Drugs and alcohol poison the mind of a person who is addicted to them. The powerful obsession of addiction will start to feed lies through the brain and make someone believe that they are not worthy and that no one cares about their situation.
When the belief begins to occur, the person with the addiction will act out, pull away, or lash out, which makes family and friends disentangle themselves from the turmoil. The goal of addiction is to make someone feel so isolated from everything else that they cherish, including people, places, and things.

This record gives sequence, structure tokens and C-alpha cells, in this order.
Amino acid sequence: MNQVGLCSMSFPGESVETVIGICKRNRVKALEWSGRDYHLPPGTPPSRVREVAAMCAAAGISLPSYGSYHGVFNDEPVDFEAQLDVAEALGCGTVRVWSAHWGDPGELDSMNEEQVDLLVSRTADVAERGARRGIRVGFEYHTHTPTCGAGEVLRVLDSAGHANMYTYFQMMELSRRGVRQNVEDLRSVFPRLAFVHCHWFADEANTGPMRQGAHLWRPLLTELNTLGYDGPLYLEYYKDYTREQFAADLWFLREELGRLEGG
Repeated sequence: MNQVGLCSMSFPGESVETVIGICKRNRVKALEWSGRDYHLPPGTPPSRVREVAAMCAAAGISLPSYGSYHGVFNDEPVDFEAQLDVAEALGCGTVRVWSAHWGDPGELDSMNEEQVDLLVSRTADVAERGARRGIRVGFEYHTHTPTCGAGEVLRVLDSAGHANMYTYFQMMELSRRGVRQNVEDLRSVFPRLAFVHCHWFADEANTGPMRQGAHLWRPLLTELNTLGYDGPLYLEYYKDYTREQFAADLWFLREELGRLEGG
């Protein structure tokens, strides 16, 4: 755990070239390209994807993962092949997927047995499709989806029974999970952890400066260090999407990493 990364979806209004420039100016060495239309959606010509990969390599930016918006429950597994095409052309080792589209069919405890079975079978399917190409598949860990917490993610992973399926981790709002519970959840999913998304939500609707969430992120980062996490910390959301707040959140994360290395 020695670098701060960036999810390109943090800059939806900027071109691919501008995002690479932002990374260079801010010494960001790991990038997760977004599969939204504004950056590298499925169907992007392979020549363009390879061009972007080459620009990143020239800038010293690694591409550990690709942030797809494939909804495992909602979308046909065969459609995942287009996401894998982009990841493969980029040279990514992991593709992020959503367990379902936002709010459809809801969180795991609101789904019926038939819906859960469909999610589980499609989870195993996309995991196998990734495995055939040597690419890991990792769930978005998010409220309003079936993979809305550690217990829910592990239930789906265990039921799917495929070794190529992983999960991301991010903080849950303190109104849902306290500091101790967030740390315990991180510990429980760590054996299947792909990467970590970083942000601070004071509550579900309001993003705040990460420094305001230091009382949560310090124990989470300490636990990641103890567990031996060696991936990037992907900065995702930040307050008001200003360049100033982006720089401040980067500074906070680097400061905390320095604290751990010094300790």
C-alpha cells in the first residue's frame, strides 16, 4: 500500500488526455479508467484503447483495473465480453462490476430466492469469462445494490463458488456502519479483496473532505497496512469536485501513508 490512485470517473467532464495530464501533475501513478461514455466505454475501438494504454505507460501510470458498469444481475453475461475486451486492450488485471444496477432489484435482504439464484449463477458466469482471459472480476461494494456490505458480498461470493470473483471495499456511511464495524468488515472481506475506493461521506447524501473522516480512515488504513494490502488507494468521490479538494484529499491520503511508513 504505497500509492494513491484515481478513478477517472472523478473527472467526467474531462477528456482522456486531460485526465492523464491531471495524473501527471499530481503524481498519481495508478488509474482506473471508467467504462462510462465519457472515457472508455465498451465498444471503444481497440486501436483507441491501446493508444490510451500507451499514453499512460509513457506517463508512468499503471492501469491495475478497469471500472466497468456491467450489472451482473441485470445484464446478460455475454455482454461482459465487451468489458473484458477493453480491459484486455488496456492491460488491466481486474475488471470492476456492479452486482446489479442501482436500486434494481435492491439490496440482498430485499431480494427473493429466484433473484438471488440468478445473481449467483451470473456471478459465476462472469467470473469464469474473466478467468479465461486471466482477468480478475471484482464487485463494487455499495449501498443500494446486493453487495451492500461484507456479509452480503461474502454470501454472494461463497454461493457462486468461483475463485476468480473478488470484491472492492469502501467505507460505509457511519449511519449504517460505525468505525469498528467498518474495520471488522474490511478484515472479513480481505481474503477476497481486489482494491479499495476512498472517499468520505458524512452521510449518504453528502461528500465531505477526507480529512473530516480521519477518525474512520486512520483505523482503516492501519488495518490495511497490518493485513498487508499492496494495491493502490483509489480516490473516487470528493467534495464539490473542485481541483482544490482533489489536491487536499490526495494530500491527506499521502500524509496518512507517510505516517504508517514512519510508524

When this occurs, the addiction has total control over the person and can continue to wreck them. You need to know that this description is not a ploy to justify any actions, make you feel sorry for someone, or allow you to enable a person you love who is suffering from addiction.
You need information on how to support your loved one in their recovery so that they know they have some backing and are doing the right thing by getting sober. Being alone is the worst place for someone with an addiction to be and being overly protected from their addiction will only keep them sick.
Finding a happy medium of support will not only inspire them to know they are loved and wanted, but it will give you a sense of direction to be there for them to advocate for their recovery healthily.
Learn About Addiction